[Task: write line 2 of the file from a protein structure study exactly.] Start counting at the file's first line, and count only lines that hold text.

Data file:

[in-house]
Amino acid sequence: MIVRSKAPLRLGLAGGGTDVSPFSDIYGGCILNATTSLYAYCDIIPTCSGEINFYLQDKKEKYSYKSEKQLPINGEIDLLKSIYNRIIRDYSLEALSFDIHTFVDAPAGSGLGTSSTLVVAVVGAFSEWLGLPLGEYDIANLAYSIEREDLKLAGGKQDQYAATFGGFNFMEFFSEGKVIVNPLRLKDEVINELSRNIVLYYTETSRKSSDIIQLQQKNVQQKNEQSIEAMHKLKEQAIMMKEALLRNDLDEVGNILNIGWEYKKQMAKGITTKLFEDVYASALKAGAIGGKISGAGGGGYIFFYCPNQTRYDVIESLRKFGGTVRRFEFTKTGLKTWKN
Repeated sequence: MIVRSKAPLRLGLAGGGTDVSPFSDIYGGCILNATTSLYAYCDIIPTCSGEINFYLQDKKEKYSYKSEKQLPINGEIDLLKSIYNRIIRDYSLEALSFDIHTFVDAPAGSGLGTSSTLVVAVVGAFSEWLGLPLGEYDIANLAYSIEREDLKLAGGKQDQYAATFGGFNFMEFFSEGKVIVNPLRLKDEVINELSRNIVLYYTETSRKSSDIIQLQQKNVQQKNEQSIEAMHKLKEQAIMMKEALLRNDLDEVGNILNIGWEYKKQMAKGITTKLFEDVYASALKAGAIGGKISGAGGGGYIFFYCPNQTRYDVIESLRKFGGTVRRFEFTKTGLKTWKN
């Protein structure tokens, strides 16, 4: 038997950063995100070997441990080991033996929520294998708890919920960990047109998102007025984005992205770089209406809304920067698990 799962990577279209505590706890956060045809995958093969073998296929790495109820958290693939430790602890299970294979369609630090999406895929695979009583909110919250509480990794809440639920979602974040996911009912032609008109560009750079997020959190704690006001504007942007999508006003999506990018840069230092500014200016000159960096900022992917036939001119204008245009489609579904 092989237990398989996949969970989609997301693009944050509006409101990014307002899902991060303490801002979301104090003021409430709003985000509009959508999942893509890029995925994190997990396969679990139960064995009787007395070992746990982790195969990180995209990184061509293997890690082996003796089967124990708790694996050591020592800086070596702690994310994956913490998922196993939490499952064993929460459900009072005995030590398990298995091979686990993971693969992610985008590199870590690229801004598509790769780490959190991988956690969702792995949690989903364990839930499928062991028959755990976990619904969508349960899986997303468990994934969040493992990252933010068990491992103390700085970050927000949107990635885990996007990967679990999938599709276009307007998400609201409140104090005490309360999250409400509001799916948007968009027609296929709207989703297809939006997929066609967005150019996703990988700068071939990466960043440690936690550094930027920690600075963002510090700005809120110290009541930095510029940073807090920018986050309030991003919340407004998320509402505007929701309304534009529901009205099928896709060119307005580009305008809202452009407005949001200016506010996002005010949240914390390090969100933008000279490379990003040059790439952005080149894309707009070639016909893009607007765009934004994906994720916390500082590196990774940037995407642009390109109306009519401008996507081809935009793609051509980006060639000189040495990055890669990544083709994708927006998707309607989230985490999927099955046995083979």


Amino acid sequence: MIVRSKAPLRLGLAGGGTDVSPFSDIYGGCILNATTSLYAYCDIIPTCSGEINFYLQDKKEKYSYKSEKQLPINGEIDLLKSIYNRIIRDYSLEALSFDIHTFVDAPAGSGLGTSSTLVVAVVGAFSEWLGLPLGEYDIANLAYSIEREDLKLAGGKQDQYAATFGGFNFMEFFSEGKVIVNPLRLKDEVINELSRNIVLYYTETSRKSSDIIQLQQKNVQQKNEQSIEAMHKLKEQAIMMKEALLRNDLDEVGNILNIGWEYKKQMAKGITTKLFEDVYASALKAGAIGGKISGAGGGGYIFFYCPNQTRYDVIESLRKFGGTVRRFEFTKTGLKTWKN